City of Houston

City of Houston plans to re-file dismissed cases against Food Not Bombs for feeding homeless in downtown

An attorney representing Food not Bombs volunteers went to a court hearing on Friday after claims that the city was enforcing a decade-old ordinance now because of a spike in crime.


Rebecca Lavergne
Members of Food Not Bombs received citations for feeding the homeless on Wednesday, March 1, 2023. The city began enforcing an ordinance that bans people from feeding homeless people on public property.

The City of Houston plans to re-file cases involving dismissed citations against volunteers who have provided food for the homeless population near the downtown library.

On Thursday, eight of the cases were dismissed because Houston PD did not show up to court.

Randall Kallinen, an attorney who previously helped Food Not Bombs, said the city has an ordinance that prohibits the feeding of more than five people outside unless permission is given by the property owners.

"This was very unpopular when it was being debated in front of city council," Kallinen said. "However, the law did pass. And that stopped a whole bunch of people, religious groups and so forth, from going downtown and feeding the homeless for example."

It was only in March earlier this year when the city began enforcing the ordinance. Since then, various volunteers have received tickets for feeding the homeless in front of the downtown library.

"The City of Houston intends to vigorously pursue violations of its ordinance relating to feeding of the homeless. It is a health and safety issue for the protection of Houston's residents. There have been complaints and incidents regarding the congregation of the homeless around the library, even during off hours. No municipality prevails in every prosecution of a category of violations. Houston intends to refile cases dismissed without prejudice. Houston prevailed in the first matter and expects to do so in several others. The City has carefully balanced competing concerns, ensuring through its own program and through its significant allocation of funds that there are alternative, nearby feeding locations that have been well attended and well received," City Attorney Arturo Michel said in a statement.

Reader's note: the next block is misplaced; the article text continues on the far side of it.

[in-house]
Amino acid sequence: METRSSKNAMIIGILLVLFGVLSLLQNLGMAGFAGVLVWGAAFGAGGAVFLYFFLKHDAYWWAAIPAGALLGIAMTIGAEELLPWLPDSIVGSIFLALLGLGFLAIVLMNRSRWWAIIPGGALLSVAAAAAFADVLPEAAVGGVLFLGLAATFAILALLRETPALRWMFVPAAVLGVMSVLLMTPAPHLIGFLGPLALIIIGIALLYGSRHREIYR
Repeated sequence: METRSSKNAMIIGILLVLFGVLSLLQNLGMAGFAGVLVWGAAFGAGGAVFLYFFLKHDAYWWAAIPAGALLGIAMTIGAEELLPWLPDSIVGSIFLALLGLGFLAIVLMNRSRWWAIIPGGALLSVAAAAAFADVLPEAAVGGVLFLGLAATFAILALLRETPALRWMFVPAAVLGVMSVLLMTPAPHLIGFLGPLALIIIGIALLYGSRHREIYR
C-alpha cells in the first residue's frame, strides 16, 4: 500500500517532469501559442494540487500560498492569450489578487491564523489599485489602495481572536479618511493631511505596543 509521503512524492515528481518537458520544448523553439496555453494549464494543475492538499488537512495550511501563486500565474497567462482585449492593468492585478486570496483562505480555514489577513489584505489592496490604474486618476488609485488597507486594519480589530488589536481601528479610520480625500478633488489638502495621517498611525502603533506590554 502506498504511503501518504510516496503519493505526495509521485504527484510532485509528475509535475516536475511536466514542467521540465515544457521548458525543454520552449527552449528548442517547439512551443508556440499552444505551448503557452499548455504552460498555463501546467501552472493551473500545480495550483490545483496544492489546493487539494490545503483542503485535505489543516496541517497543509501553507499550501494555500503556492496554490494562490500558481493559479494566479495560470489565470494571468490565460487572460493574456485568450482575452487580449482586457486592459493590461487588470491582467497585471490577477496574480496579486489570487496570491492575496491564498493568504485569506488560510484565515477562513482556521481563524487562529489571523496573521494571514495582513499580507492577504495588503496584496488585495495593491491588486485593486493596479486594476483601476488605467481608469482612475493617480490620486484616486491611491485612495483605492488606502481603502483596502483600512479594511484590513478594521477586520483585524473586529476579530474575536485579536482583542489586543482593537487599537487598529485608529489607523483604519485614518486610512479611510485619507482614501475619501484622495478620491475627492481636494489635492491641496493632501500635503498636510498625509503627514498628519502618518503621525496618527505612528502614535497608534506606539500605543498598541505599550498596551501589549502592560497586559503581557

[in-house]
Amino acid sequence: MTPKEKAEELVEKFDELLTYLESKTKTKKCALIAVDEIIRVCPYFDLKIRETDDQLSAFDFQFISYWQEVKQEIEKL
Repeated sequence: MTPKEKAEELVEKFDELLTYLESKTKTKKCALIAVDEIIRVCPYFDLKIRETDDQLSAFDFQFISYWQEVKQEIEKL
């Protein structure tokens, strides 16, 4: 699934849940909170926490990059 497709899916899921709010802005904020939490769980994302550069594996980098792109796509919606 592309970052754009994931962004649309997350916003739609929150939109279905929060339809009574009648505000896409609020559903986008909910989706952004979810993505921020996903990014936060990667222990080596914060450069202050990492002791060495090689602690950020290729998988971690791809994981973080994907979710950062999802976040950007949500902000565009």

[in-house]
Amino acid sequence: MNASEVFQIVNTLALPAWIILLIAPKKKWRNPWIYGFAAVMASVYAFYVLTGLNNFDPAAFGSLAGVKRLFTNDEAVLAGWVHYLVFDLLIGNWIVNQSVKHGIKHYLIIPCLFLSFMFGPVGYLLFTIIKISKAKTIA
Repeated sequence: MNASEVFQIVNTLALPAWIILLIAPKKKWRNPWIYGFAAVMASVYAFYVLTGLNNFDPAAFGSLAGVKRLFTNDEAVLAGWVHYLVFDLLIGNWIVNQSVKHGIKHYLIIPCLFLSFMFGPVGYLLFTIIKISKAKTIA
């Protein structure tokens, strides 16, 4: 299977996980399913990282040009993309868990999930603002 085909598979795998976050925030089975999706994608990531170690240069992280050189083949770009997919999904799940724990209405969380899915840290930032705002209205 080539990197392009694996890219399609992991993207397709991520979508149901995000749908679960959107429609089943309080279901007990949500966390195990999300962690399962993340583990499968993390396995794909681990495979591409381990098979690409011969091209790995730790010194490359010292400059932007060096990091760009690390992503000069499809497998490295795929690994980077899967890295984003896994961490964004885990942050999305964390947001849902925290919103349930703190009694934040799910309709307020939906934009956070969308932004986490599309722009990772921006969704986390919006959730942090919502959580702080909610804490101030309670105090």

Kallinen said there was a time during a city council meeting back in March where he asked if there had been any reports of people getting sick from the food.

"There was nobody that had complained about getting sick from any of the food," he said.

RELATED: Food Not Bombs volunteer found not guilty after citation for feeding homeless

Paul Kubosh is the attorney who is representing many of the Food not Bombs volunteers who are trying to get their tickets dismissed. He said he went to a court hearing on Friday after hearing of claims that the city is choosing to enforce the ordinance now because of a rise in crime.

"That's news to me," he said. "I filled motions for discovery on that because the officers who testified in our first trial, who work downtown, they're assigned to the downtown unit. They had never took a call for service to that location when Food not Bombs was feeding. So I'm highly skeptical of the city attorney's statement."

Mayor Sylvester Turner said on Twitter Friday morning that the city is not opposed to groups feeding the homeless, but doing it in front of the central library is discouraging families from using it.

"The City cannot allow groups to continue to feed in front of the central library and run the risk of losing it as a valuable resource for our families and children especially when we are making available an alternative where the homeless can sit at a table and eat," Turner said in a tweet.


Patricia Ortiz

Patricia Ortiz


Patricia Ortiz is a daily reporter for News 88.7. Her work includes a variety of topics including transportation, technology, energy, immigration and education. Patricia graduated from the University of Houston in Fall 2022 with a Bachelor's in Journalism. She spent most of her college career at the university's literary magazine,...

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